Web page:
Geology in the Genal Valley
The Genal valley is a geologically diverse region, with three major rock structures: calcareous, silicate and peridotite.
The former are sedimentary, and grey or white in colour. They are most common in the north, east and south of the valley. The most striking examples are the bizarre weather-worn forms near the villages of Júzcar and Cartajima.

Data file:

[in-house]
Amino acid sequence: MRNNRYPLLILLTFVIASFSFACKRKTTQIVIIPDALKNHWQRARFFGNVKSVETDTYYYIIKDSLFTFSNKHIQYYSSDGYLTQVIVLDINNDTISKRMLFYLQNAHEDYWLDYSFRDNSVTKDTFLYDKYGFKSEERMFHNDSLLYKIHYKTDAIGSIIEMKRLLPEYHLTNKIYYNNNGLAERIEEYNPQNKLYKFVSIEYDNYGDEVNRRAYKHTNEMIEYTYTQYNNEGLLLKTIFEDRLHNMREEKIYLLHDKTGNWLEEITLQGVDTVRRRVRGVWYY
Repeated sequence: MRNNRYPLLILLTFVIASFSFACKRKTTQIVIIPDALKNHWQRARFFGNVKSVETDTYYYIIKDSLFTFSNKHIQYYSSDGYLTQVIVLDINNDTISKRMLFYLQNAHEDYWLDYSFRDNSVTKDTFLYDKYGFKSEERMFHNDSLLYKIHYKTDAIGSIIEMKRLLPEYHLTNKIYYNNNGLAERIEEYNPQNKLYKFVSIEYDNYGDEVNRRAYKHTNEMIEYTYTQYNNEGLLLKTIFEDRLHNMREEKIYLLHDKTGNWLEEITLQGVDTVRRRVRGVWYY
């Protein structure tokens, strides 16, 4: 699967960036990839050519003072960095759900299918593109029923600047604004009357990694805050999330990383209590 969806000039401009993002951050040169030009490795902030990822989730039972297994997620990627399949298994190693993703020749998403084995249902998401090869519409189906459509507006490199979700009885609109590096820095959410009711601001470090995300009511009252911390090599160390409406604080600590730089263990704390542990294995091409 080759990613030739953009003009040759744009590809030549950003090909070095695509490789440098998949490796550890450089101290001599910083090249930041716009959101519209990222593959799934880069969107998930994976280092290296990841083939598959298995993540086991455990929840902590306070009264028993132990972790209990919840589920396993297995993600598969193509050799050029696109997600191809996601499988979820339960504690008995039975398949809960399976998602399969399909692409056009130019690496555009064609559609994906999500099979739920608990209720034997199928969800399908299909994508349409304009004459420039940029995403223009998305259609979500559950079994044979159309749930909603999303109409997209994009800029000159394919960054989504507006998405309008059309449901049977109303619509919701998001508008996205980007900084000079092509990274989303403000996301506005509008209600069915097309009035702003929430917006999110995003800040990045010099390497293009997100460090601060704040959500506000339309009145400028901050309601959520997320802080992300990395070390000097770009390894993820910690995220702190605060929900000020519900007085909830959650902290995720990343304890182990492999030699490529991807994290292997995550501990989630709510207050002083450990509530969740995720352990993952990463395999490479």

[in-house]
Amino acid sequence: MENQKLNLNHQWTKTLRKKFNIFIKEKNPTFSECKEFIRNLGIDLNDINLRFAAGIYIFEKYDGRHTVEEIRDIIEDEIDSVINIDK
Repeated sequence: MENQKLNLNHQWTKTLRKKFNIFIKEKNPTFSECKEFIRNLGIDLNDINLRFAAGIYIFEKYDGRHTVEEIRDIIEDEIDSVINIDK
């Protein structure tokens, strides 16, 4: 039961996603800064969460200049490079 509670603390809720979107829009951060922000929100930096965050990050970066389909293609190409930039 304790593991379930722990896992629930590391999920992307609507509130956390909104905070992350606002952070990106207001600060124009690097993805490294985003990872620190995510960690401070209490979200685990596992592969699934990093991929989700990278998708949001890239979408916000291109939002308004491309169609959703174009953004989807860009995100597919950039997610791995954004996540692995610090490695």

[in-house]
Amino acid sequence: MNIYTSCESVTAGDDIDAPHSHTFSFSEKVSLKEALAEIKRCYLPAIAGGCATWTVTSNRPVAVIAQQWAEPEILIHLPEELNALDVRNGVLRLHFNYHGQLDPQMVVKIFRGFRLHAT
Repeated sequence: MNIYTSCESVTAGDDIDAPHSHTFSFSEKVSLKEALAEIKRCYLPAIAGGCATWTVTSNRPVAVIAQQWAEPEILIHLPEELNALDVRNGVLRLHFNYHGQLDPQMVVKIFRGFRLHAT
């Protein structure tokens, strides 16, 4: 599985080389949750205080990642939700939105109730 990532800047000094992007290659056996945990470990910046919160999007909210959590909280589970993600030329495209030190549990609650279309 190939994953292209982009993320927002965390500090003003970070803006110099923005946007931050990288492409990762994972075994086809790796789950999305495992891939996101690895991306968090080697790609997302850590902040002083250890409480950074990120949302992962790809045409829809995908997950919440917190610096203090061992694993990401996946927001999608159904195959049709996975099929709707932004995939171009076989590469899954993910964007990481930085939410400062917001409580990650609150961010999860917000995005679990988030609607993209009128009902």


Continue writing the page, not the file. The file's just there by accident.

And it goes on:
Silicate rocks are the most prevalent in the Genal Valley, and are oldest rocks in the region. Local silicate mountains are known as “sierras pardas”, due to the brown colour of the iron ore they contain.
Peridotite rocks are igneous in origin, green in colour, and rich in heavy metals. It provides multiple peculiarities to the geology of the Genal Valley, some being unique on a worldwide scale. They are also home to many of the plant endemisms, and the origin of many of the mines that operated from Roman times through to a mere few years ago.